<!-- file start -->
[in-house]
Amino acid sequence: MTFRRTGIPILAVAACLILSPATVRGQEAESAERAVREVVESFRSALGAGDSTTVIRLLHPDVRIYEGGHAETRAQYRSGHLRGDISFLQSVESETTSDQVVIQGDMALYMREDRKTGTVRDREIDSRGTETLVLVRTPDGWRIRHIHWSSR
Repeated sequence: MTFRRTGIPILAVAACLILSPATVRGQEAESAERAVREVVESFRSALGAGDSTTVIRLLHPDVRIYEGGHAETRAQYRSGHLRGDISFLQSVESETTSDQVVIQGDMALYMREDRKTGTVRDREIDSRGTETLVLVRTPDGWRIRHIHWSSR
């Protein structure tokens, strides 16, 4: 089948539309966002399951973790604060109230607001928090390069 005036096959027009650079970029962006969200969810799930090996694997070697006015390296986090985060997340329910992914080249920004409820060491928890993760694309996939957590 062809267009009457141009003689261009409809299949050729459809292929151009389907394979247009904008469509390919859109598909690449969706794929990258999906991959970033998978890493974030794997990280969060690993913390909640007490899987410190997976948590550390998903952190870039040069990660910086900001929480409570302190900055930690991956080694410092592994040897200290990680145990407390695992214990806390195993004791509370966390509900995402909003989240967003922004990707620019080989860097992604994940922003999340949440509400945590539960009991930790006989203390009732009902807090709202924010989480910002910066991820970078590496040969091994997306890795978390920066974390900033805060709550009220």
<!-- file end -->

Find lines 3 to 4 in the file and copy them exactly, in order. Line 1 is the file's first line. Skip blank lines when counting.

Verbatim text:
Repeated sequence: MTFRRTGIPILAVAACLILSPATVRGQEAESAERAVREVVESFRSALGAGDSTTVIRLLHPDVRIYEGGHAETRAQYRSGHLRGDISFLQSVESETTSDQVVIQGDMALYMREDRKTGTVRDREIDSRGTETLVLVRTPDGWRIRHIHWSSR
């Protein structure tokens, strides 16, 4: 089948539309966002399951973790604060109230607001928090390069 005036096959027009650079970029962006969200969810799930090996694997070697006015390296986090985060997340329910992914080249920004409820060491928890993760694309996939957590 062809267009009457141009003689261009409809299949050729459809292929151009389907394979247009904008469509390919859109598909690449969706794929990258999906991959970033998978890493974030794997990280969060690993913390909640007490899987410190997976948590550390998903952190870039040069990660910086900001929480409570302190900055930690991956080694410092592994040897200290990680145990407390695992214990806390195993004791509370966390509900995402909003989240967003922004990707620019080989860097992604994940922003999340949440509400945590539960009991930790006989203390009732009902807090709202924010989480910002910066991820970078590496040969091994997306890795978390920066974390900033805060709550009220």